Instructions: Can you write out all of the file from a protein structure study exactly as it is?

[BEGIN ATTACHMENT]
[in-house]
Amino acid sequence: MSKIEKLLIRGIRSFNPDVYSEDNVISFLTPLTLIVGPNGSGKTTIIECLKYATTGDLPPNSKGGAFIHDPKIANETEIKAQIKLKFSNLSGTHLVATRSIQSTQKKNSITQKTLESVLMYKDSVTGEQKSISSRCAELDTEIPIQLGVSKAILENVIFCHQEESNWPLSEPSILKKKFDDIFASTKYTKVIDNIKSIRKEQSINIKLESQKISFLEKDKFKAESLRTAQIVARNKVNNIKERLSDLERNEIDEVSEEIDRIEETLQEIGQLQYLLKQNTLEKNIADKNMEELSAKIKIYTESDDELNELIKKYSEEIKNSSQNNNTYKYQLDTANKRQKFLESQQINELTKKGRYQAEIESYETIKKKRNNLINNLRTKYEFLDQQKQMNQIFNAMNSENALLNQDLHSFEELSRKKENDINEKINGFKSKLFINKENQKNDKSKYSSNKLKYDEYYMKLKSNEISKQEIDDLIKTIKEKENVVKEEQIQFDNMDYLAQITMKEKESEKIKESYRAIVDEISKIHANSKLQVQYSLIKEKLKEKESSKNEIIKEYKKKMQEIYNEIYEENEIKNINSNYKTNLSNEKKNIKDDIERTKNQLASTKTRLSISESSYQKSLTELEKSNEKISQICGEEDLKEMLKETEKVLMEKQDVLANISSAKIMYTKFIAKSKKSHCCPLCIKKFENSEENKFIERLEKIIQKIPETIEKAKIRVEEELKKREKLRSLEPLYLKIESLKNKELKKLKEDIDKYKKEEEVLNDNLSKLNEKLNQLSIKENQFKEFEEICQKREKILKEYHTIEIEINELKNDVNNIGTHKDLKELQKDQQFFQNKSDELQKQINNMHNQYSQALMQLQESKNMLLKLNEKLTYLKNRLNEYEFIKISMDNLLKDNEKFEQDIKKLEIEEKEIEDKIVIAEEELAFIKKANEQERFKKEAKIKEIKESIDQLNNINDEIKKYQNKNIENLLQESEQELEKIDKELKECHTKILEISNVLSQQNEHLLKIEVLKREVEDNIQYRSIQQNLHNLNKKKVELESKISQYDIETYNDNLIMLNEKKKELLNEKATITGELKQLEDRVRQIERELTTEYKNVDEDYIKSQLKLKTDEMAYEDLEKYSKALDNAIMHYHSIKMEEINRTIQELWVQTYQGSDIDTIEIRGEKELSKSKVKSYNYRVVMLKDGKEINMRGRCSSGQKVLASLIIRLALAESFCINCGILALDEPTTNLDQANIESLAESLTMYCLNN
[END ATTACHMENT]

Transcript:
[in-house]
Amino acid sequence: MSKIEKLLIRGIRSFNPDVYSEDNVISFLTPLTLIVGPNGSGKTTIIECLKYATTGDLPPNSKGGAFIHDPKIANETEIKAQIKLKFSNLSGTHLVATRSIQSTQKKNSITQKTLESVLMYKDSVTGEQKSISSRCAELDTEIPIQLGVSKAILENVIFCHQEESNWPLSEPSILKKKFDDIFASTKYTKVIDNIKSIRKEQSINIKLESQKISFLEKDKFKAESLRTAQIVARNKVNNIKERLSDLERNEIDEVSEEIDRIEETLQEIGQLQYLLKQNTLEKNIADKNMEELSAKIKIYTESDDELNELIKKYSEEIKNSSQNNNTYKYQLDTANKRQKFLESQQINELTKKGRYQAEIESYETIKKKRNNLINNLRTKYEFLDQQKQMNQIFNAMNSENALLNQDLHSFEELSRKKENDINEKINGFKSKLFINKENQKNDKSKYSSNKLKYDEYYMKLKSNEISKQEIDDLIKTIKEKENVVKEEQIQFDNMDYLAQITMKEKESEKIKESYRAIVDEISKIHANSKLQVQYSLIKEKLKEKESSKNEIIKEYKKKMQEIYNEIYEENEIKNINSNYKTNLSNEKKNIKDDIERTKNQLASTKTRLSISESSYQKSLTELEKSNEKISQICGEEDLKEMLKETEKVLMEKQDVLANISSAKIMYTKFIAKSKKSHCCPLCIKKFENSEENKFIERLEKIIQKIPETIEKAKIRVEEELKKREKLRSLEPLYLKIESLKNKELKKLKEDIDKYKKEEEVLNDNLSKLNEKLNQLSIKENQFKEFEEICQKREKILKEYHTIEIEINELKNDVNNIGTHKDLKELQKDQQFFQNKSDELQKQINNMHNQYSQALMQLQESKNMLLKLNEKLTYLKNRLNEYEFIKISMDNLLKDNEKFEQDIKKLEIEEKEIEDKIVIAEEELAFIKKANEQERFKKEAKIKEIKESIDQLNNINDEIKKYQNKNIENLLQESEQELEKIDKELKECHTKILEISNVLSQQNEHLLKIEVLKREVEDNIQYRSIQQNLHNLNKKKVELESKISQYDIETYNDNLIMLNEKKKELLNEKATITGELKQLEDRVRQIERELTTEYKNVDEDYIKSQLKLKTDEMAYEDLEKYSKALDNAIMHYHSIKMEEINRTIQELWVQTYQGSDIDTIEIRGEKELSKSKVKSYNYRVVMLKDGKEINMRGRCSSGQKVLASLIIRLALAESFCINCGILALDEPTTNLDQANIESLAESLTMYCLNN